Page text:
Several people are perched on the stairs and dozens more stand in a queue at the reception to get a registration slip (parchi). Paramedics rush children into various directions. The sound of wailing from a corner attracts everyone’s attention to a group of men and women clustered around the body of a child who has just died of measles. This is the Paediatric Ward at Mayo Hospital.
“The ward has witnessed many heart rending scenes in the past few weeks,” says a doctor. Many patients pass away in the Emergency Ward every day but watching children die from a preventable disease like measles is depressing even for doctors, he says. “Most parents think their child will not succumb to such a disease, but that has happened several times here this week,” he continues.
Over 10,000 cases of measles have been reported in the Punjab since January. As many as 40 children died of the disease at the Mayo Hospital since.
“During an epidemic like this one, it is absolutely imperative that children, who have received two shots of the measles vaccine, get an additional dose,” says Dr Kamran, a paediatric consultant.
“I brought my three year-old here. He had fallen ill two days ago and has passed away,” says Muhammad Ashraf, a parent, “I haven’t gotten my elder son vaccinated again as I do not know how to get him an extra dose of the medicine.”
Many parents worry about this. Abul Rehman, whose daughter has died of measles, says, “I don’t want others to lose their children the way I did mine. The government must immediately start an immunisation campaign and administer shots to children whose siblings have contracted the disease.”
A consultant at the Children’s Hospital says, “All children who come in contact with those with measles should be given an additional vaccine dose. Health Department however, does not have enough vaccine.”
A professor at the Children’s Hospital says the epidemic could have been averted if the authorities had taken proper measures on time. “Measles cases started coming in two years ago. We wrote to the Health Department for a broad immunisation campaign, but they ignored us. Since January this year it has turned into an epidemic.”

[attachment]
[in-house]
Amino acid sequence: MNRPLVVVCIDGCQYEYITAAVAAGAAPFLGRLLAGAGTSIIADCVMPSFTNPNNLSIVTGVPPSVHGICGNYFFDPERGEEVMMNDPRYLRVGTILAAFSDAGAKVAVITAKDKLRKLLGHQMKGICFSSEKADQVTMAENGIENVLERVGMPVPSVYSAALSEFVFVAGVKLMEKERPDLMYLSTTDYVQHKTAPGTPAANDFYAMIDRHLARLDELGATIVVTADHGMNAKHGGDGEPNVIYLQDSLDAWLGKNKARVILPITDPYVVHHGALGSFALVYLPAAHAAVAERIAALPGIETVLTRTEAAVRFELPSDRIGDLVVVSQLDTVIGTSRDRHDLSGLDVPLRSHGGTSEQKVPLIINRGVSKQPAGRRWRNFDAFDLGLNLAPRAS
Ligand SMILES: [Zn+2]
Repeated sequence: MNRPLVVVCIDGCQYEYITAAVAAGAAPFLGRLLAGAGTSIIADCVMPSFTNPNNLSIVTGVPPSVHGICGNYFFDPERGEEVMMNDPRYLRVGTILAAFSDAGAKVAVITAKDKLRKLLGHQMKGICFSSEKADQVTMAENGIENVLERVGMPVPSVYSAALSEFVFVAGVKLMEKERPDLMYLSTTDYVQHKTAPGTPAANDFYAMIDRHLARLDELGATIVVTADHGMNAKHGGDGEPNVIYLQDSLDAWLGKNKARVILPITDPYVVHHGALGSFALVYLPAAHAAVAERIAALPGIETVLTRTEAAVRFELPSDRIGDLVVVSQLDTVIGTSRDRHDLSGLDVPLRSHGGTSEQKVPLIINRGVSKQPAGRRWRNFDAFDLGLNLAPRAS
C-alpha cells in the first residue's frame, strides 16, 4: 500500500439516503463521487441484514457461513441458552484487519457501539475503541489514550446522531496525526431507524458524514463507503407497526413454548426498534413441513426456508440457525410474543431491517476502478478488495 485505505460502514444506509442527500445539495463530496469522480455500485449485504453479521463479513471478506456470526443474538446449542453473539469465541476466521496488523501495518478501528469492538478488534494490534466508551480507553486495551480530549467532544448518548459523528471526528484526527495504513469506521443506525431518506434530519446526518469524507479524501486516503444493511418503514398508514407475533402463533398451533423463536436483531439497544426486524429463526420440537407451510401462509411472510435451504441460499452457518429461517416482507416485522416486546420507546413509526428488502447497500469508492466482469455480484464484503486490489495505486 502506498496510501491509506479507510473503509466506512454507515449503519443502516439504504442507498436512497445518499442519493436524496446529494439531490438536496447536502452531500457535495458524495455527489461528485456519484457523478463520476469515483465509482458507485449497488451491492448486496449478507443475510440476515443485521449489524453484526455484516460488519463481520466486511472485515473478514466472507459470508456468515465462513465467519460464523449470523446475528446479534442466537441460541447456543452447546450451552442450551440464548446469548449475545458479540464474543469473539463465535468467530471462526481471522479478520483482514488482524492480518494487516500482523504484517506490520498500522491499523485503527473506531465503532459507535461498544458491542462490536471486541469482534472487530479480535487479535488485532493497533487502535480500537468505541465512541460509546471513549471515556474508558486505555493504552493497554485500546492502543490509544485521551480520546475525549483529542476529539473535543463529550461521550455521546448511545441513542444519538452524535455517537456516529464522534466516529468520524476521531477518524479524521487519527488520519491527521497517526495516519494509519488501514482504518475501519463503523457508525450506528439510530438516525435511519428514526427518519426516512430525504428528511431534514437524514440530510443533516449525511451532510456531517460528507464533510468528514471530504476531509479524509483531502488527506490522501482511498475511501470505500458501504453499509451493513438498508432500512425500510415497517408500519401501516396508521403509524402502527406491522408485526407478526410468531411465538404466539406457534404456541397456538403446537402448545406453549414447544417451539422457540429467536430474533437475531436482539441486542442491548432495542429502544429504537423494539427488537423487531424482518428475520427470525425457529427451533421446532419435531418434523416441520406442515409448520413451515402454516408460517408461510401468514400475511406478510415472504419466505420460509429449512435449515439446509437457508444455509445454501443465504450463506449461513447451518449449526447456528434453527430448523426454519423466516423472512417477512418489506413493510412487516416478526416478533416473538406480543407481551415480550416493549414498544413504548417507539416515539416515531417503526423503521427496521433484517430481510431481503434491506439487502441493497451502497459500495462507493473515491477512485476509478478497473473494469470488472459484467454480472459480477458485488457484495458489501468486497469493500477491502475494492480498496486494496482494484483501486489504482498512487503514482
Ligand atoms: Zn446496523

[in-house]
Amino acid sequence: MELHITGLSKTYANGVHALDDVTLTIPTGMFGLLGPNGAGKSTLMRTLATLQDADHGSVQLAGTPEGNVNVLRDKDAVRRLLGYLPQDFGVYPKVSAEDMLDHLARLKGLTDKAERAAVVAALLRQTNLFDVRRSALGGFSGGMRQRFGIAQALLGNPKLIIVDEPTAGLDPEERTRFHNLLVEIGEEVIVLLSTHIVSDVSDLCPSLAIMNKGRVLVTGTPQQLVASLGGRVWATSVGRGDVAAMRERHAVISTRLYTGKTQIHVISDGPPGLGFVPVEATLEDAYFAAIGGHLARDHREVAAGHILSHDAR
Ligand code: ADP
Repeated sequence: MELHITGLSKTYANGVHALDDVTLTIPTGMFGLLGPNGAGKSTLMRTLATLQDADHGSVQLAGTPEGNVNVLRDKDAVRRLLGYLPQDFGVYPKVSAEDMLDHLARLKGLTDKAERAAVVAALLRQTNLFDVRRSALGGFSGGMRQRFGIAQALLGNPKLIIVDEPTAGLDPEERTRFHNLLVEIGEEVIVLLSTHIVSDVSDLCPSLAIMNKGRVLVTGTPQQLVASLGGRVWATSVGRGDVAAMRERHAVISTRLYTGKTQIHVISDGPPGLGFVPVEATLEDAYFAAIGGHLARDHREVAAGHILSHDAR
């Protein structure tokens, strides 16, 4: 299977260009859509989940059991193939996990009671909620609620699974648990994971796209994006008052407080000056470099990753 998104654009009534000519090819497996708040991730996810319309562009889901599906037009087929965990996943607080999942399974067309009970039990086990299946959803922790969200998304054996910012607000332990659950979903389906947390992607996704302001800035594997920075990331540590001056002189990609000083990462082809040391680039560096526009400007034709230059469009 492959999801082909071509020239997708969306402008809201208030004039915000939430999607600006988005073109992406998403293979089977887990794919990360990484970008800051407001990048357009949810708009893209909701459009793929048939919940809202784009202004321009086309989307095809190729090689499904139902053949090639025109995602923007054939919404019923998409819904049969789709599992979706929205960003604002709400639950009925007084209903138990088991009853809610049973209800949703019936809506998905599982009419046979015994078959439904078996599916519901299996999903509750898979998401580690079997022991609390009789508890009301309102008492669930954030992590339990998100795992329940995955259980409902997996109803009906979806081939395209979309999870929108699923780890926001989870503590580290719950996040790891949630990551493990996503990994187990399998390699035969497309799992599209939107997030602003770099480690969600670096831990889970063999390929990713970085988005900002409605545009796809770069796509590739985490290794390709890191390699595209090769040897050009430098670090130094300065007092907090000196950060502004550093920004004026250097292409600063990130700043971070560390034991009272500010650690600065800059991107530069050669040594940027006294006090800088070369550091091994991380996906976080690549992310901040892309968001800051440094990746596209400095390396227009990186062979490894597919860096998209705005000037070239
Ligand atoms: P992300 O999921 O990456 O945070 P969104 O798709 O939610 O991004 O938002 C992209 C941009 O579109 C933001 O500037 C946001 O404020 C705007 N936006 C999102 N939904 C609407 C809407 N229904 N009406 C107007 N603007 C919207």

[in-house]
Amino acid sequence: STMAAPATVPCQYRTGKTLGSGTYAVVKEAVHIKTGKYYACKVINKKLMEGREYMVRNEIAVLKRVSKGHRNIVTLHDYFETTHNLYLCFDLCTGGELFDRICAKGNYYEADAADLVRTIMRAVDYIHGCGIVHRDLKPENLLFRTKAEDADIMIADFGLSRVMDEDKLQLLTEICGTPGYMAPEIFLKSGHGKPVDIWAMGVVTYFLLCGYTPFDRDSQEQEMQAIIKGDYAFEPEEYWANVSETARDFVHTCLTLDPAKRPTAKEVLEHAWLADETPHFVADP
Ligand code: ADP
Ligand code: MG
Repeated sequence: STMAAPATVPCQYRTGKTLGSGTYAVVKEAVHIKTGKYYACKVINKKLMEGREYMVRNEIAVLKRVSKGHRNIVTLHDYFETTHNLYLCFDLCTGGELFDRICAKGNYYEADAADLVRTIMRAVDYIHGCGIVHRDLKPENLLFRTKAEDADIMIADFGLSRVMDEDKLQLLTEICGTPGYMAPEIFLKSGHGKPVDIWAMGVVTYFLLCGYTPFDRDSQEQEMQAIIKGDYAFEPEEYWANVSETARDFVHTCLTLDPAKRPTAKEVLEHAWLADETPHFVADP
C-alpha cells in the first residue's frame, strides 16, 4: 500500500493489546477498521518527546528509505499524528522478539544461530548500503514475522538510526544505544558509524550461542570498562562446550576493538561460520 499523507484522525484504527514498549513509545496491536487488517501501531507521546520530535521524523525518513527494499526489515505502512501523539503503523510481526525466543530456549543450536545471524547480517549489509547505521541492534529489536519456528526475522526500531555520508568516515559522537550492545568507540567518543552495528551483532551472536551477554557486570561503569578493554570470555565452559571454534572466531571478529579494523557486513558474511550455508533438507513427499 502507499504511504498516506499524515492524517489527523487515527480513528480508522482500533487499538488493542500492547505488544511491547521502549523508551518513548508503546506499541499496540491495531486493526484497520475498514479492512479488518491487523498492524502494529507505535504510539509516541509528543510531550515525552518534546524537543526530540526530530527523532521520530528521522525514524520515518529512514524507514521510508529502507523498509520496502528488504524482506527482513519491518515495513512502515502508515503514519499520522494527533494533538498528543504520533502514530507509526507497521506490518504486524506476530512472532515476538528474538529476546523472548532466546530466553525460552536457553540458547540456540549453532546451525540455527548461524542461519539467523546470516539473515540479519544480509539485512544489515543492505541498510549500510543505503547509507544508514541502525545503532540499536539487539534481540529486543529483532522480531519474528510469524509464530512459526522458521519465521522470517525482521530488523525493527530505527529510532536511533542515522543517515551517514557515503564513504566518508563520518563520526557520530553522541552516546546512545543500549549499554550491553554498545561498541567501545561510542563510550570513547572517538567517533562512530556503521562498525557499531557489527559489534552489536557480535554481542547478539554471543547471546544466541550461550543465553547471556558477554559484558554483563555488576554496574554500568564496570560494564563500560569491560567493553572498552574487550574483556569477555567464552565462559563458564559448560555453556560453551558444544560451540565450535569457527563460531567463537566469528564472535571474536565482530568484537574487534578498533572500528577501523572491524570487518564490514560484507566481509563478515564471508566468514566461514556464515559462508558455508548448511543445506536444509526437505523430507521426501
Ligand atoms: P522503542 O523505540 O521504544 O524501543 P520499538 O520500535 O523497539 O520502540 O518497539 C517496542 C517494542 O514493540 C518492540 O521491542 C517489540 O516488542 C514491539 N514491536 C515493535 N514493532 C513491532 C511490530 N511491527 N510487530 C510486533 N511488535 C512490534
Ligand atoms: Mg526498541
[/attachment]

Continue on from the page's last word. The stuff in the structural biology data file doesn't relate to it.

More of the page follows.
The Health Department, he says, had been focusing on dengue fever. “You can’t kill all the mosquitoes but a vaccination campaign could have immunised up to 98 per cent of all children to measles. Almost 90 per cent of the children being brought to hospitals have not been vaccinated. I have not seen a measles epidemic this bad in the 34 years of my service,” he said.
Health Secretary Arif Nadeem says an immunisation week will be observed from April 24 to 30 in Punjab, during which vaccination will be carried out at all health centres against several diseases including measles.
High Dependency Units
The Health Department says several HDUs have been established in public hospitals to treat measles patients.
“An HDU should have cardiac monitors and a ventilator for each bed. However, we have only one pot of oxygen for two beds,” says a paediatrician at the Jinnah Hospital.
Several professors express annoyance with the inaccessibility of Health Special Secretary Babar Hayat Tarar, under training at the National Institute of Public Administration. “He is engaged there from 9am to 4pm… and has been unable to perform his duties,” a professor says.
Tarar denies this. He says he has been performing his duties even if it meant he had to work well into the night. “I don’t have to administer injections. I attend all meetings and perform all my duties. I am not the only health official attending a course. Four secretaries and many officers are attending Staff College courses without leaving charge… they are mandatory,” he said.
Published in The Express Tribune, April 21st, 2013.